Please note that Mommsen uses the AUC chronology (Ab Urbe Condita), i.e. from the founding of the City of Rome. You can use this reference table to have the B.C. dates
From: The History of Rome, by Theodor Mommsen
Translated with the sanction of the author by William Purdie Dickson
Pyrrhus Marches against Rome
Pyrrhus, who during these negotiations had advanced into Campania, immediately on the news of their being broken off marched against Rome, to co-operate with the Etruscans, to shake the allies of Rome, and to threaten the city itself. But the Romans as little allowed themselves to be terrified as cajoled. At the summons of the herald "to enrol in the room of the fallen," the young men immediately after the battle of Heraclea had pressed forward in crowds to enlist; with the two newly-formed legions and the corps withdrawn from Lucania, Laevinus, stronger than before, followed the march of the king.
He protected Capua against him, and frustrated his endeavours to enter into communications with Neapolis. So firm was the attitude of the Romans that, excepting the Greeks of Lower Italy, no allied state of any note dared to break off from the Roman alliance. Then Pyrrhus turned against Rome itself. Through a rich country, whose flourishing condition he beheld with astonishment, he marched against Fregellae which he surprised, forced the passage of the Liris, and reached Anagnia, which is not more than forty miles from Rome.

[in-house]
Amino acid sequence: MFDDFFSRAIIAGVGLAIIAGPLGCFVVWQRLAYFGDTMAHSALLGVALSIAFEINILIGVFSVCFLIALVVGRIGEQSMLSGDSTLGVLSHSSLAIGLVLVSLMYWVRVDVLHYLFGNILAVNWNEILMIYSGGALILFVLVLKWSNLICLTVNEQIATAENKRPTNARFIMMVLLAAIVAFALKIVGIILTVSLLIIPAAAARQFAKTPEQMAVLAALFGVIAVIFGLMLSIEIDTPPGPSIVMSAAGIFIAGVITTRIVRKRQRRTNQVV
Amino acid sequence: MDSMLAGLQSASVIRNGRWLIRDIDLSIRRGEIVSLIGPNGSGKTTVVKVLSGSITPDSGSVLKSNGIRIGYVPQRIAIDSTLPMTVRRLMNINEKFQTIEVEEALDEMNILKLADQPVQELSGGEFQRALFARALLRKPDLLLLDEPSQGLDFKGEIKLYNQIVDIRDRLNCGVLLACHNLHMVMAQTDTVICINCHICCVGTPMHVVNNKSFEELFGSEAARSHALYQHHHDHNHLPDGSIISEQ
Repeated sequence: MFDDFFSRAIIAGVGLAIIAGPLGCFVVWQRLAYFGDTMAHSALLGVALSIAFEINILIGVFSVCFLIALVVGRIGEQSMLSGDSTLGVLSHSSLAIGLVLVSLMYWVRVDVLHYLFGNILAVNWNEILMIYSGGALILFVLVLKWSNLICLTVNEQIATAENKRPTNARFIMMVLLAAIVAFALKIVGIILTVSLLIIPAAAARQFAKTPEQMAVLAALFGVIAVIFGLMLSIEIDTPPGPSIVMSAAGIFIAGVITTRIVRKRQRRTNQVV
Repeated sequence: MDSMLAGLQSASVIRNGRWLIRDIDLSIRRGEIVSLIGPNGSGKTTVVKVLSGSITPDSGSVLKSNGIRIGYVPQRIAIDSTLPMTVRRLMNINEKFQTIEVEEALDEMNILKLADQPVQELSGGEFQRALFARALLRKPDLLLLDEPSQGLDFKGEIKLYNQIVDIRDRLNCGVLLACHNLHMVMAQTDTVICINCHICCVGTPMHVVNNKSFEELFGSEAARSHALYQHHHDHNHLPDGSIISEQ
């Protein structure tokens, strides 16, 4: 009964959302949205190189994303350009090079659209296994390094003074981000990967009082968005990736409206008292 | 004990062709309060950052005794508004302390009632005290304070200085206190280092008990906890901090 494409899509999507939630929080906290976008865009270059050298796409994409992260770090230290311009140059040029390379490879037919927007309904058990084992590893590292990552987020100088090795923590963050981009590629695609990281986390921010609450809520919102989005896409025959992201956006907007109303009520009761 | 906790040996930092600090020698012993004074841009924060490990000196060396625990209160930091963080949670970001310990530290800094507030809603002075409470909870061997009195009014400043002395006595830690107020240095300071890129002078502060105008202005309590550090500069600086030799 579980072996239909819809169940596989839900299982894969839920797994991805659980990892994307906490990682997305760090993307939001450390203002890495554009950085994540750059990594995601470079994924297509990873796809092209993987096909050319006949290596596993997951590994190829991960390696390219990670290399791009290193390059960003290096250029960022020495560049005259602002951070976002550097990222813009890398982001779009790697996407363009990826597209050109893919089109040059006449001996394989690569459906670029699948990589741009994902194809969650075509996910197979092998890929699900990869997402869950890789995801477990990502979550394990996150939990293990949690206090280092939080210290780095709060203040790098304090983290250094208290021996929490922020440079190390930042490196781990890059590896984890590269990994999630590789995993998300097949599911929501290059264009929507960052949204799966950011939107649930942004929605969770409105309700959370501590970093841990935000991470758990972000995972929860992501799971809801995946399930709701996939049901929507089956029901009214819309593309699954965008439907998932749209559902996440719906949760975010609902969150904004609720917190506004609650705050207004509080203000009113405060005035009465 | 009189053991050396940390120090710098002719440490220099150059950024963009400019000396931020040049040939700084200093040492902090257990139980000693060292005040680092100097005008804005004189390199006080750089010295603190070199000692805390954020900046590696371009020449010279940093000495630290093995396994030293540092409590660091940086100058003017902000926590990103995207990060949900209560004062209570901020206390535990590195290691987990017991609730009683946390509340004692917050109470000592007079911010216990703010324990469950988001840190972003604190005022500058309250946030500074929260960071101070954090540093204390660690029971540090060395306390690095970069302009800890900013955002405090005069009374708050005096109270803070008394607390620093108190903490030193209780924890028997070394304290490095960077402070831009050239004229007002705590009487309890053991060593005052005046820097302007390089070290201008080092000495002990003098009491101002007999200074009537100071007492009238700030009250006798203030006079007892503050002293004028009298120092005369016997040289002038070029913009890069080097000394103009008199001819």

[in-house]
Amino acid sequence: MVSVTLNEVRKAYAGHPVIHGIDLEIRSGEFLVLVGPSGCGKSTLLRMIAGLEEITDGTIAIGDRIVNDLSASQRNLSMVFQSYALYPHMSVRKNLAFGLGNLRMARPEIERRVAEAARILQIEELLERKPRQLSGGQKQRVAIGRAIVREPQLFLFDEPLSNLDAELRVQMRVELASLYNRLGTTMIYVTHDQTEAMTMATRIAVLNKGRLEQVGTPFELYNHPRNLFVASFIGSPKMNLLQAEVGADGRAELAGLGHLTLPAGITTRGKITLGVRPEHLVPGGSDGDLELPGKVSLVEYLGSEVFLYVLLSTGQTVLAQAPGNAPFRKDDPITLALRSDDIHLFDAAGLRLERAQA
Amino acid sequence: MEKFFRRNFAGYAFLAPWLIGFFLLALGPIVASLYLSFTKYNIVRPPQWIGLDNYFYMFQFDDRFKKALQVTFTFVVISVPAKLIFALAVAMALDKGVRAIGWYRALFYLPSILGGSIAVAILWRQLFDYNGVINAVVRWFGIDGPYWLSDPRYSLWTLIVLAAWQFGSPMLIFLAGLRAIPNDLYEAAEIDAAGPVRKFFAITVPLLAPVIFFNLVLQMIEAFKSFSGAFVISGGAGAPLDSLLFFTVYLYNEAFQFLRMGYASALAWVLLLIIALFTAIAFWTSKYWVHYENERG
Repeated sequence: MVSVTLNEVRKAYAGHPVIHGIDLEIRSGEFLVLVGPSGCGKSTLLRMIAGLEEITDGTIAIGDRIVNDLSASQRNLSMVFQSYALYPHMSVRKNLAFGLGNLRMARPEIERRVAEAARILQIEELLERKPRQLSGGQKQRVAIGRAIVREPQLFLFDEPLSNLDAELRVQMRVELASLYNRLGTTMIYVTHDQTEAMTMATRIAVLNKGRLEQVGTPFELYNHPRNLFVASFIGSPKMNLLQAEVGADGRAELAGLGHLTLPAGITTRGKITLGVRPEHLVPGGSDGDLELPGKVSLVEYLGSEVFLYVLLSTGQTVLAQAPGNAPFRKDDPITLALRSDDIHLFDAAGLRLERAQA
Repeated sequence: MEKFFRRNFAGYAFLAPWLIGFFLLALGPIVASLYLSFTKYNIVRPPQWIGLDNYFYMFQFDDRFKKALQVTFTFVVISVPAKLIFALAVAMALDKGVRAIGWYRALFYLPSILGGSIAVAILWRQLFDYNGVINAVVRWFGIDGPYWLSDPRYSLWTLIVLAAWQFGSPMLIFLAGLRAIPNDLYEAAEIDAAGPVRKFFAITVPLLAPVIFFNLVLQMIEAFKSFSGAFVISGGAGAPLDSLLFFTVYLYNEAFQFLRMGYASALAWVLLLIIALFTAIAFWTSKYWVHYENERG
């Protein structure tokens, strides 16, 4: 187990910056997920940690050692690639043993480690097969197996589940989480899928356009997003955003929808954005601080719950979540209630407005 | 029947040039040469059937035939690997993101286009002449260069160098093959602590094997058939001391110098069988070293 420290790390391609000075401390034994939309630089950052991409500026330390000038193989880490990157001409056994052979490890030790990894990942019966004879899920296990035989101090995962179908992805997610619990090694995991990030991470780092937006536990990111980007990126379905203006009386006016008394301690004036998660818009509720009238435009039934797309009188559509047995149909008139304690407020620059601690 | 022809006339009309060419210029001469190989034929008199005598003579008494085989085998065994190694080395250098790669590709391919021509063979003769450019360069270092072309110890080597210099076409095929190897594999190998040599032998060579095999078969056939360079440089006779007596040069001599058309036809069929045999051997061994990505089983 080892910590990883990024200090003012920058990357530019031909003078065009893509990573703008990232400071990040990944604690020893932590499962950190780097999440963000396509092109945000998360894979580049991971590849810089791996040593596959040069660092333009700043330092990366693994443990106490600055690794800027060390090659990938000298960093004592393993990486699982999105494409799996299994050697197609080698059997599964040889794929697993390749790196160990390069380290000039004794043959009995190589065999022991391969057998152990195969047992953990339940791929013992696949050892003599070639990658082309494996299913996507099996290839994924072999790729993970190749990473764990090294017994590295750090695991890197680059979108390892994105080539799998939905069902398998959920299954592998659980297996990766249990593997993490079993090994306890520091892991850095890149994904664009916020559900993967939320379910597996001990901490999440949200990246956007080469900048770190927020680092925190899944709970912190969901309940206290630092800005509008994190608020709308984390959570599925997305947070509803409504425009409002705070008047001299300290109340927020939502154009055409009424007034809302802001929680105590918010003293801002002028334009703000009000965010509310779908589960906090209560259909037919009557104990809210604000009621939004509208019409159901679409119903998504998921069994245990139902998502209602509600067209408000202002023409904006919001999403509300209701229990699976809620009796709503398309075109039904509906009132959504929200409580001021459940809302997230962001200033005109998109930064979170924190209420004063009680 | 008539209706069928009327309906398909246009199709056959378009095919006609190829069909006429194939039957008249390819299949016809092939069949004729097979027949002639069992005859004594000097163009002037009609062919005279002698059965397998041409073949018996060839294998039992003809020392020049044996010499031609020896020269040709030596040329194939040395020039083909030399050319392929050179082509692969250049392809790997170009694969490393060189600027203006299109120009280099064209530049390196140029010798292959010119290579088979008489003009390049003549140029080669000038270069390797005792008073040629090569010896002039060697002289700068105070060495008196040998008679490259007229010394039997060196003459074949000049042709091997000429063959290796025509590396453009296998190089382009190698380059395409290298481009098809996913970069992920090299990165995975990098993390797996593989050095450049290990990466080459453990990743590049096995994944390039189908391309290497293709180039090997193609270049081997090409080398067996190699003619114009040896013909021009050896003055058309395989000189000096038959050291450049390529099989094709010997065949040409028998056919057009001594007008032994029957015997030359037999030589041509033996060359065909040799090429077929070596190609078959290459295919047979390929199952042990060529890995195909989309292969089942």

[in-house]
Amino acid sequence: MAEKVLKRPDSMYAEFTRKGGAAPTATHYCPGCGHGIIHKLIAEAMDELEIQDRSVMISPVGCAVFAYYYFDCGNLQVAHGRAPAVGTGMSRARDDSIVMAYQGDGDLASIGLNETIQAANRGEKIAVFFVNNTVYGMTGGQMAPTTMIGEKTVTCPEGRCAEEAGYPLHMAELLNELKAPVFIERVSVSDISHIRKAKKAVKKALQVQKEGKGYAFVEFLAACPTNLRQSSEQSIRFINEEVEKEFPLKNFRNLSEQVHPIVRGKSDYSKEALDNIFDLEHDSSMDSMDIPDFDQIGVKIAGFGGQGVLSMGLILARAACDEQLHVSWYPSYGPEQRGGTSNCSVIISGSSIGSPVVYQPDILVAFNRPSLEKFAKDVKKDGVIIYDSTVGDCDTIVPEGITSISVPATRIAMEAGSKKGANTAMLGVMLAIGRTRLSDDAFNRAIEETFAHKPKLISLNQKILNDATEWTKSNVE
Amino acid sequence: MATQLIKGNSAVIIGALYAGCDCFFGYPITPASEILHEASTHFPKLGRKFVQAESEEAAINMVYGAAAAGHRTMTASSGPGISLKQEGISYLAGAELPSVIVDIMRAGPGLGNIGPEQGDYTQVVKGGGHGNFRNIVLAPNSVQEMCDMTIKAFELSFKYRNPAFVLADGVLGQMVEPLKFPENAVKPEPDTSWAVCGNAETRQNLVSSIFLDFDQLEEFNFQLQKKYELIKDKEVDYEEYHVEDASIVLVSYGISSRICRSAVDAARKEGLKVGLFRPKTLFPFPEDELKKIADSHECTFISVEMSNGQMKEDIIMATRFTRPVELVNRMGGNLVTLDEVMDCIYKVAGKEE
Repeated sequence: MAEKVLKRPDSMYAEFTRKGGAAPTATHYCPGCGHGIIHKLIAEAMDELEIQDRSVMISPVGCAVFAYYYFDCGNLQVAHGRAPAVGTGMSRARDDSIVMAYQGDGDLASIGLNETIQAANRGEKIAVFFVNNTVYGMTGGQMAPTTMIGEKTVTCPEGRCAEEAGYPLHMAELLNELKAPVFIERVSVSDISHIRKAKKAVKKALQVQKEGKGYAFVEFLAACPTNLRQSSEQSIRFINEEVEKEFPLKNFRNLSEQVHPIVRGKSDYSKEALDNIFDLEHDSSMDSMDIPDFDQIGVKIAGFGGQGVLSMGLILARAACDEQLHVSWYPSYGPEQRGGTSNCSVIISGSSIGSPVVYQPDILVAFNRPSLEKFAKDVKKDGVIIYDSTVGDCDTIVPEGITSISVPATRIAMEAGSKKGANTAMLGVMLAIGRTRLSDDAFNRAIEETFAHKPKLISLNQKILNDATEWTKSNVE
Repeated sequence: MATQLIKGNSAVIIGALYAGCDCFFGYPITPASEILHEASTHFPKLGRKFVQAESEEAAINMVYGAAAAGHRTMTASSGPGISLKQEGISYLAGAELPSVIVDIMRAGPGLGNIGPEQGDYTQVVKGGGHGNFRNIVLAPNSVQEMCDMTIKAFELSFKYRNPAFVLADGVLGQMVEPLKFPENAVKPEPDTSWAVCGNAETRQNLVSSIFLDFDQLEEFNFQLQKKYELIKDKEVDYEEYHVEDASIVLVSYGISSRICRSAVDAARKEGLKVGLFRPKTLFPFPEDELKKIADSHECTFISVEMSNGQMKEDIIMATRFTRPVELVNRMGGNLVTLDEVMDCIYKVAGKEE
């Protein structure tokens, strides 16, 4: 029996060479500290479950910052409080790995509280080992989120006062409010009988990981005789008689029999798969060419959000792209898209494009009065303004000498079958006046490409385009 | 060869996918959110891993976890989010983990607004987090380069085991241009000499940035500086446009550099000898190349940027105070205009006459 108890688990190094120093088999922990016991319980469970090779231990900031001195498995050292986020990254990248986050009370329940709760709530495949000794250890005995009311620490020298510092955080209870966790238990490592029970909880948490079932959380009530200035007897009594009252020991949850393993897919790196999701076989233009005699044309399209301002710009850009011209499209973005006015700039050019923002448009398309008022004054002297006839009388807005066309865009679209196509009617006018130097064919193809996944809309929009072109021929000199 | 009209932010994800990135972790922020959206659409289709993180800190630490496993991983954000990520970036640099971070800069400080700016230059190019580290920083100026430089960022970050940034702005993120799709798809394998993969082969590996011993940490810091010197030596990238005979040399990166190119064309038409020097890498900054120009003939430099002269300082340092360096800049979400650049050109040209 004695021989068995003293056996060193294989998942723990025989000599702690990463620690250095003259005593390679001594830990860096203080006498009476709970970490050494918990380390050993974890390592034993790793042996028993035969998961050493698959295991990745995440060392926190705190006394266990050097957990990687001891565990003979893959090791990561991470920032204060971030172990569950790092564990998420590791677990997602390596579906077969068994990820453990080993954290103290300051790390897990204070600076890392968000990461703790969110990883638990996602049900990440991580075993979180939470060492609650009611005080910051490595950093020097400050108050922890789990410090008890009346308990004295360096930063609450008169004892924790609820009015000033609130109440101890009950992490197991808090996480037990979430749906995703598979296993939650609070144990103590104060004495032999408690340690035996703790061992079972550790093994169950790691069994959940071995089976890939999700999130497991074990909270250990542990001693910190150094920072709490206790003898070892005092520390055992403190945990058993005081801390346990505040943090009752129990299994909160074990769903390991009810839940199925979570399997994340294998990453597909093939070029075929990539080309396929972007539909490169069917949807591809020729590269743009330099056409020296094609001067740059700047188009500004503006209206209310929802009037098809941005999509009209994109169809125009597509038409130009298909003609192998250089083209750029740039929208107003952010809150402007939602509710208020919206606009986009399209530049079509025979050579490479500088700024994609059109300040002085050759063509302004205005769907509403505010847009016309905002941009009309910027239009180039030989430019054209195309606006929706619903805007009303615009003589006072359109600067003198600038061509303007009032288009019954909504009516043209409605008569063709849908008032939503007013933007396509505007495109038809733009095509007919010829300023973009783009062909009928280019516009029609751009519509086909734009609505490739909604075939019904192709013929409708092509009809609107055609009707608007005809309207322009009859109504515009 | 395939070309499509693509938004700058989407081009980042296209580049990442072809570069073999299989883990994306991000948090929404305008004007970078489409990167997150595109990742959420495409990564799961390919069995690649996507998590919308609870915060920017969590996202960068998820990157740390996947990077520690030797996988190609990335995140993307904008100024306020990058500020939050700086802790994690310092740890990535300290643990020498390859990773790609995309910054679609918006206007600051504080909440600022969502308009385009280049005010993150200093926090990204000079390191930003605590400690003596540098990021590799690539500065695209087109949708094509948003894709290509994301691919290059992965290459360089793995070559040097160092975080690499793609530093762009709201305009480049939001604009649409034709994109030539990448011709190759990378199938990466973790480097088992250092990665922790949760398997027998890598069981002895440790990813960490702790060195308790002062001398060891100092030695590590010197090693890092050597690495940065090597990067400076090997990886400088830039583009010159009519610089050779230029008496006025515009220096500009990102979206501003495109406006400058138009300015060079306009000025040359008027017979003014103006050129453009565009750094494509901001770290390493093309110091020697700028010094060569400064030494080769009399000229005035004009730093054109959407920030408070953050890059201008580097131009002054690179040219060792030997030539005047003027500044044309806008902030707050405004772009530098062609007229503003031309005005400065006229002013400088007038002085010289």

No army crossed his path; but everywhere the towns of Latium closed their gates against him, and with measured step Laevinus followed him from Campania, while the consul Tiberius Coruncanius, who had just concluded a seasonable peace with the Etruscans, brought up a second Roman army from the north, and in Rome itself the reserve was preparing for battle under the dictator Gnaeus Domitius Calvinus.
In these circumstances Pyrrhus could accomplish nothing; no course was left to him but to retire. For a time he still remained inactive in Campania in presence of the united armies of the two consuls; but no opportunity occurred of striking an effective blow. When winter came on, the king evacuated the enemy's territory, and distributed his troops among the friendly towns, taking up his own winter quarters in Tarentum. Thereupon the Romans also desisted from their operations. The army occupied standing quarters near Firmum in Picenum, where by command of the senate the legions defeated on the Siris spent the winter by way of punishment under tents.
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